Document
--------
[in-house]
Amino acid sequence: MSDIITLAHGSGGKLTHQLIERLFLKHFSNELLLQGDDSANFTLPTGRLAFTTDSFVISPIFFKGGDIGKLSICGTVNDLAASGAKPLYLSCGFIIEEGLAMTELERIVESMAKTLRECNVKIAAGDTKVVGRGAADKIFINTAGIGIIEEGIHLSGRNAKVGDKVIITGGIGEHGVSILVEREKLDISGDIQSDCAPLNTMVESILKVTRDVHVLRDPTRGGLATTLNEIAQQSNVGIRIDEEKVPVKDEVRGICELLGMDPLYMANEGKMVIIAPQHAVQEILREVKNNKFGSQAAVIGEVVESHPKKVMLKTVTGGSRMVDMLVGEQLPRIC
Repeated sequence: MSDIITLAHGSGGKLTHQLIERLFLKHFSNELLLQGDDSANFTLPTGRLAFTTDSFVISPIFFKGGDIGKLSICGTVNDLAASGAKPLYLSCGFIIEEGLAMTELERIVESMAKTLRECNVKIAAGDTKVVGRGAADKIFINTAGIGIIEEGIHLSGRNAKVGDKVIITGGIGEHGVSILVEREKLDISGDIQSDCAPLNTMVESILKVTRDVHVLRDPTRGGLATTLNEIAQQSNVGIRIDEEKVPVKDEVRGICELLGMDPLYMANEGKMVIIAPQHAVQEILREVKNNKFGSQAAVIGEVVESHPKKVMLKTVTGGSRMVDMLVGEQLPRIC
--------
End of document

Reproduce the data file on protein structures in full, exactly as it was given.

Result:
[in-house]
Amino acid sequence: MSDIITLAHGSGGKLTHQLIERLFLKHFSNELLLQGDDSANFTLPTGRLAFTTDSFVISPIFFKGGDIGKLSICGTVNDLAASGAKPLYLSCGFIIEEGLAMTELERIVESMAKTLRECNVKIAAGDTKVVGRGAADKIFINTAGIGIIEEGIHLSGRNAKVGDKVIITGGIGEHGVSILVEREKLDISGDIQSDCAPLNTMVESILKVTRDVHVLRDPTRGGLATTLNEIAQQSNVGIRIDEEKVPVKDEVRGICELLGMDPLYMANEGKMVIIAPQHAVQEILREVKNNKFGSQAAVIGEVVESHPKKVMLKTVTGGSRMVDMLVGEQLPRIC
Repeated sequence: MSDIITLAHGSGGKLTHQLIERLFLKHFSNELLLQGDDSANFTLPTGRLAFTTDSFVISPIFFKGGDIGKLSICGTVNDLAASGAKPLYLSCGFIIEEGLAMTELERIVESMAKTLRECNVKIAAGDTKVVGRGAADKIFINTAGIGIIEEGIHLSGRNAKVGDKVIITGGIGEHGVSILVEREKLDISGDIQSDCAPLNTMVESILKVTRDVHVLRDPTRGGLATTLNEIAQQSNVGIRIDEEKVPVKDEVRGICELLGMDPLYMANEGKMVIIAPQHAVQEILREVKNNKFGSQAAVIGEVVESHPKKVMLKTVTGGSRMVDMLVGEQLPRIC